Calcium, Lime, and Rust, that’s what CLR is supposed to remove easily from all types of surfaces. At least that’s what they say in their ubiquitous TV spots. At this point it’s been put to the test in thousands of homes across the country, so the reviews are in and we can make a determination on whether it actually works or not.
The big draw to a product like this is that these stains are usually quite a pain to remove, and you can spend a lot of time and energy scrubbing away at it, even using harsh and abrasive chemicals and cleaning products to try to get rid of them, but to no avail. At your wit’s end, you might be willing to try anything, and then you see a commercial for a product that is specifically designed for this purpose. It seems like all of your prayers might be answered, but then you remember that many “on TV” products end up not working out so well.
The makers of CLR claim that it works wonders on all sorts of frequently cleaned and hard-to-clean items around the home, like tubs and toilets, coffee makers, shower heads, and dishwashers. Also they say it works on several different surfaces in the home as well as outside, like glass, chrome, and stainless steel. You can even run it through items like humidifiers and washing machines to clean them out from time to time when they get internal buildup.
The hype is provided by how often they used to run the television ads for this, and how well they show it working. The most convincing display is when they show a crusted over shower head that they then dunk in a bowl of CLR. Moments later the clogs are all disolved and the shower head sprays perfectly. Of course the skeptics say that this is just trick photography, and they simply replaced the crusted up head with a new one that works just like new, or they cleaned it with something other than CLR.
A 28 ounce jug of CLR can be purchased from Amazon for around $10. This is a rather peculiar price point, since it is supposed to work so well, most companies take advantage of a product like that and charge a premium for its effectiveness. Also, other cleaning products that make similar claims are twice the price or more, so it seems that they are pricing this at a level that makes you want to try it just to see what happens.
The whole point of using a cleaner like this is that it works almost instantly and effortlessly so you don’t have to apply a bunch of elbow grease to stains that have set in gradually over weeks or possibly months. If it can’t do that then it’s not worth the purchase price, and so most people that buy this will be evaluating whether or not it is as easy to use as it is depicted in the promos.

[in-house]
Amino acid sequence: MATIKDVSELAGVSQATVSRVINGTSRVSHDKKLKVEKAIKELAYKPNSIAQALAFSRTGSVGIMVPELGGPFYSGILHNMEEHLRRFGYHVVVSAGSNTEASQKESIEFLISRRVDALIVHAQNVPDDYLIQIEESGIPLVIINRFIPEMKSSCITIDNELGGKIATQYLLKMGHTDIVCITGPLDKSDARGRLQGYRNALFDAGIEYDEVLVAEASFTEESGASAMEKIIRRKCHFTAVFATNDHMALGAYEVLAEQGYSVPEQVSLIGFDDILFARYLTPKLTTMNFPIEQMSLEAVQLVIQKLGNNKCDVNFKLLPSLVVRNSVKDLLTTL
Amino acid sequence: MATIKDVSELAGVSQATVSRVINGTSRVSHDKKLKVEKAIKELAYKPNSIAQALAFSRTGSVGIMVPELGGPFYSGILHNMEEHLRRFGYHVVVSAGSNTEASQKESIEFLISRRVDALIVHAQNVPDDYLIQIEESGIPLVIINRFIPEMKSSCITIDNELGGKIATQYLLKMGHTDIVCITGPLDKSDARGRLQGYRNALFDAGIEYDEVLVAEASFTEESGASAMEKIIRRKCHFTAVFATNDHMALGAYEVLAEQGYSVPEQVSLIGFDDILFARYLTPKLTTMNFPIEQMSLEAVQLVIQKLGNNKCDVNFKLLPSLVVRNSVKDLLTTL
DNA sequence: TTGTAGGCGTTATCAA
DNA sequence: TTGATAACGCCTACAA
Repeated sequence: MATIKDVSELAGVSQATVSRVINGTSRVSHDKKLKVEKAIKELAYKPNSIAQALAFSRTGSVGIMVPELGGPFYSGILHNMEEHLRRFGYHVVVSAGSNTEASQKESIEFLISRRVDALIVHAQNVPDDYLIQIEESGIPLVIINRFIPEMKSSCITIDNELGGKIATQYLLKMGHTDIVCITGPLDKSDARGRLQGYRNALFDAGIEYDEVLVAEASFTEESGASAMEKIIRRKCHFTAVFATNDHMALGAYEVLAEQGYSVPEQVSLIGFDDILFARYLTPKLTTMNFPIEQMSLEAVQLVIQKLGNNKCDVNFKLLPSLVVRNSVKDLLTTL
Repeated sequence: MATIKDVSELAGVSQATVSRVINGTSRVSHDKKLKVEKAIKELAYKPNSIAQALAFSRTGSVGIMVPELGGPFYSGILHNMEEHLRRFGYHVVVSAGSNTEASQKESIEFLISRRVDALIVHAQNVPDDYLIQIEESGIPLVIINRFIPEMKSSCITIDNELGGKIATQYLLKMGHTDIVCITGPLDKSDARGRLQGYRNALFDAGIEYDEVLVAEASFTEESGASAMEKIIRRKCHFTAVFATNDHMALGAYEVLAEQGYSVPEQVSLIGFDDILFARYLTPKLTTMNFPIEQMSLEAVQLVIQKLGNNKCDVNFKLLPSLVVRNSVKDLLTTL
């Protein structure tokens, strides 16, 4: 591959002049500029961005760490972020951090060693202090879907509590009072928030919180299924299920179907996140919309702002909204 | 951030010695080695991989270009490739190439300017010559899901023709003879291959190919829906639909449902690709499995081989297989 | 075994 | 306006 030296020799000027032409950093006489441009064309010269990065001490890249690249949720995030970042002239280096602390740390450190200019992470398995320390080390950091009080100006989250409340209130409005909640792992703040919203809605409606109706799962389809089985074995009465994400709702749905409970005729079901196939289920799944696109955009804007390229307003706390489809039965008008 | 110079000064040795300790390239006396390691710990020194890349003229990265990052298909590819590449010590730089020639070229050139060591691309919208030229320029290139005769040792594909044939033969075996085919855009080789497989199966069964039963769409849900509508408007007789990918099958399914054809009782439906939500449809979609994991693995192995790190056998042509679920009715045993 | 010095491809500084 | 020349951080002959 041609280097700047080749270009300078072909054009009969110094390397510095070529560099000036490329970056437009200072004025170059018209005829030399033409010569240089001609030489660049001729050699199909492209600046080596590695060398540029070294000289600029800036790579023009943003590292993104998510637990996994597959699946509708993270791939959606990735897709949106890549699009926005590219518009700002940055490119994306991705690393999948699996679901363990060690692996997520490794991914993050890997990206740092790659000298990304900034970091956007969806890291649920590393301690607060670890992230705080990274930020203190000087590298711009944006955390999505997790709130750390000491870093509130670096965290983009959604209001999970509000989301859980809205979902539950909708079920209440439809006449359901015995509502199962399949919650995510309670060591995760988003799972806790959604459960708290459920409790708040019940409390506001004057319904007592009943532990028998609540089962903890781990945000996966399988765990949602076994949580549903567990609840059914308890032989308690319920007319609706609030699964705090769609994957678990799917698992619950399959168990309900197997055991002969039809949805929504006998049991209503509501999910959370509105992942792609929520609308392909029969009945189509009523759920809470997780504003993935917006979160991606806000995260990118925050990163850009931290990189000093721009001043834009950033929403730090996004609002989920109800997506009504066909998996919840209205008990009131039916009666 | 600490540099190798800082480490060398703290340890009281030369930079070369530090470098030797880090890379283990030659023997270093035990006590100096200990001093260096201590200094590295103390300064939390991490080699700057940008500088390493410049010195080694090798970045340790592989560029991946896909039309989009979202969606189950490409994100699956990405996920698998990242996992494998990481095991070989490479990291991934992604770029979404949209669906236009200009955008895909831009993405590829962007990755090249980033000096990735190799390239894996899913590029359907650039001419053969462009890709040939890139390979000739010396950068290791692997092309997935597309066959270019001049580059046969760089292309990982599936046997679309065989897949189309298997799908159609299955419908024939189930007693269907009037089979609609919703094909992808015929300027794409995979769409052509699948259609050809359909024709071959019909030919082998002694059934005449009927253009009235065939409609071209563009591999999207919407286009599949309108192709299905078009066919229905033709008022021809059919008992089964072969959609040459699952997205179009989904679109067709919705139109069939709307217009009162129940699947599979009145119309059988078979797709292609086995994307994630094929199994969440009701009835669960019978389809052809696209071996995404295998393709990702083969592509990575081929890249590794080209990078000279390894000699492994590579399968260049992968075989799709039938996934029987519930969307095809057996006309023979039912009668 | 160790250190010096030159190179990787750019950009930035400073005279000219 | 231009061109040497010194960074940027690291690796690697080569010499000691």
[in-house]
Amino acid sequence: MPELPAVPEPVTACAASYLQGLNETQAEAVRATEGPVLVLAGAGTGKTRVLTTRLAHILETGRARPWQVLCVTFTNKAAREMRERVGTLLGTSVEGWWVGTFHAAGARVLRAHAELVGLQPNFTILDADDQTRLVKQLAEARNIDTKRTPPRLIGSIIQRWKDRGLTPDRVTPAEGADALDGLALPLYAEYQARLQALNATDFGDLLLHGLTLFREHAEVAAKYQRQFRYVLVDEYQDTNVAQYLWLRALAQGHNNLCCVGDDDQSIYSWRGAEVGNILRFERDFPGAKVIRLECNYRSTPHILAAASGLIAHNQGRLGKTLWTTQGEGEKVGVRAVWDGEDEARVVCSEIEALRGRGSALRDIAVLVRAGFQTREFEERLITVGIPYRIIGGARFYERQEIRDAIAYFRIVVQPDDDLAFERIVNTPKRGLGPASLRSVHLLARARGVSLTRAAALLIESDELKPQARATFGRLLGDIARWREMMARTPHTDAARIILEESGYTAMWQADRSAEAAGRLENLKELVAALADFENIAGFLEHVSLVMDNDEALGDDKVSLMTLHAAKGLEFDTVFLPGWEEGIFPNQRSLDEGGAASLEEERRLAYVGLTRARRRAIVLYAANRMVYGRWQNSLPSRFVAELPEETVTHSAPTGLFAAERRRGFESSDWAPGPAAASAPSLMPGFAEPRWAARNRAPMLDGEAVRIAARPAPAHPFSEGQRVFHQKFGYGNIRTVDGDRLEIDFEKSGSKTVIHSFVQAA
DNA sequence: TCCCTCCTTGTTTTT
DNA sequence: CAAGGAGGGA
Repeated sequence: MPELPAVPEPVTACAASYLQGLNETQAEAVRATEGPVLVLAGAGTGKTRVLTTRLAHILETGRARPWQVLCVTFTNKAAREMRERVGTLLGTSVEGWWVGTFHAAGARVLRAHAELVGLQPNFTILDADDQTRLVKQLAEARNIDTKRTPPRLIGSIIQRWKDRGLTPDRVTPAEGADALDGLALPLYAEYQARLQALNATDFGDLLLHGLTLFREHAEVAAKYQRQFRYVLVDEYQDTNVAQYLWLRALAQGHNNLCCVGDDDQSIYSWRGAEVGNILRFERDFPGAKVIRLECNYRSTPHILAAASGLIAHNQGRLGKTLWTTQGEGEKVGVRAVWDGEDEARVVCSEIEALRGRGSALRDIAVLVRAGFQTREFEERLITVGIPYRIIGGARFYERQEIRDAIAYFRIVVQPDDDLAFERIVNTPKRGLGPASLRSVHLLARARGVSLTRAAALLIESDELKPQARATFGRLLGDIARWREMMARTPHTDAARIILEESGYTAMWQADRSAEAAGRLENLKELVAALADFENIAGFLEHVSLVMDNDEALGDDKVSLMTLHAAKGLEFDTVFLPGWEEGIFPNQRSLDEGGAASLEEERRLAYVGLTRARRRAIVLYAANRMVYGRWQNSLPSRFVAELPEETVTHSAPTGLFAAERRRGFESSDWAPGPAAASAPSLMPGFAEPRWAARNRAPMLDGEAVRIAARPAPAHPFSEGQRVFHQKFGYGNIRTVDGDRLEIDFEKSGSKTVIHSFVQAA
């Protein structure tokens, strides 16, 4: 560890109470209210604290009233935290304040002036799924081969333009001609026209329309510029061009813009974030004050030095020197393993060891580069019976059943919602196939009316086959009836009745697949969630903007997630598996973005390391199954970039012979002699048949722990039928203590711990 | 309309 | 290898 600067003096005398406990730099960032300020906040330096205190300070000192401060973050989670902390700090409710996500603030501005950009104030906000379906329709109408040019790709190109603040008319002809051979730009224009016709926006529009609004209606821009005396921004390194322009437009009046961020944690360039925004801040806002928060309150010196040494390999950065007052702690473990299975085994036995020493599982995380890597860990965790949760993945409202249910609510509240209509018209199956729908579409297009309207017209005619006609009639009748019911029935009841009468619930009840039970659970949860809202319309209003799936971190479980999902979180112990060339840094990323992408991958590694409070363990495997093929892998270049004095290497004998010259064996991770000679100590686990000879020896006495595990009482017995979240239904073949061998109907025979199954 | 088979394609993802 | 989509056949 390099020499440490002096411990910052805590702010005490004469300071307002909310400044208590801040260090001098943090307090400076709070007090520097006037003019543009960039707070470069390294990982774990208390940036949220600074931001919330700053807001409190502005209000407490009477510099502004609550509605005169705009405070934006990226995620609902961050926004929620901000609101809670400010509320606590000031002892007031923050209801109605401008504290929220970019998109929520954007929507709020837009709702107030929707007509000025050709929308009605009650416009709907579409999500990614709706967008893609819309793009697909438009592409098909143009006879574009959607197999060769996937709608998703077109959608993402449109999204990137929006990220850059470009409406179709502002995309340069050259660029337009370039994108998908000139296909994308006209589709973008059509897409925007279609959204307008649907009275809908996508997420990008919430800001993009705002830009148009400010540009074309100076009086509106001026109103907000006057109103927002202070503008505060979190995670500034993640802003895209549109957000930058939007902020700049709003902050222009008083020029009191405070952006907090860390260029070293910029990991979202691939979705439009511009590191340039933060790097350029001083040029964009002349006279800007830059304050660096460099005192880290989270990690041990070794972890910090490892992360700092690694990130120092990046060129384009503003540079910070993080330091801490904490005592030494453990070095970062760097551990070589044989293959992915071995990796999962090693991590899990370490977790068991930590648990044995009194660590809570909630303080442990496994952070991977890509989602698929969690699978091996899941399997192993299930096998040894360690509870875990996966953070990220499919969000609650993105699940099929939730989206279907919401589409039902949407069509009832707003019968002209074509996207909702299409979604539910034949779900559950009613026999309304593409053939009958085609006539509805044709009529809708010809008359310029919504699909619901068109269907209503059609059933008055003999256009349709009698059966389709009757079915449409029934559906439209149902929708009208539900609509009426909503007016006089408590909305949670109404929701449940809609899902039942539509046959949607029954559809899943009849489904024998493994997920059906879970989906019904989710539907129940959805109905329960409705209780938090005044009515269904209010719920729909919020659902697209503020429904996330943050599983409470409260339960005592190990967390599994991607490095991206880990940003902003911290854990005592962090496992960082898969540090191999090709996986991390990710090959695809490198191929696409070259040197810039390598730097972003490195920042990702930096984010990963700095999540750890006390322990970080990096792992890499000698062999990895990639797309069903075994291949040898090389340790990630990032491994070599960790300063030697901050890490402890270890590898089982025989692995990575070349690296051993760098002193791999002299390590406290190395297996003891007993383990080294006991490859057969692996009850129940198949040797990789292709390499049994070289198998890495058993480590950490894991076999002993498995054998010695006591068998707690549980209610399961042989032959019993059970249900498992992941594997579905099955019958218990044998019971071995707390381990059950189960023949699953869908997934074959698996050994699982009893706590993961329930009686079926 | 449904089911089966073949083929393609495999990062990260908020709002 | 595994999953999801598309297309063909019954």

The feedback is split right down the middle on CLR, which likely means it won’t live up to your expectations if you are expecting it to perform like it’s shown to on TV. Those that say it works well seem to have used it on surfaces that weren’t heavily stained, and those that say it doesn’t work seem to have put it to real tests, so it’s basically a coin flip as to whether or not you will find success with it. As a worst case scenario you’ll have spent about $10 and wasted your time on a product that didn’t work out for you. As a best case scenario you might fall into the camp that says it worked for them. But with these odds it doesn’t make sense to try it when you can pay a little bit more and get something with an 8 in 10 chance of working, or perhaps even better odds.
Final CLR Review
We’re giving the CLR cleaner a Risky Try rating, it just hasn’t put up the sort of numbers we like to see on a cleaning product. Even at a low price point you don’t want to waste your time trying something that has such a spotty record of success. There are other cleaners these days that do a better job at wowing consumers, and there are also cleaners that are made from all-natural ingredients that help you be a bit greener.
You were probably interested in C.L.R. because you thought it would help you spend less time scrubbing and fussing over ugly stains around your home. In order to be happy with it the product would need to work consistently across many different types of stains and surfaces. We’re just not seeing that here and our recommendation is to look elsewhere for a better-reviewed product that makes the same or similar claims.
What do you think? Does CLR work or not?
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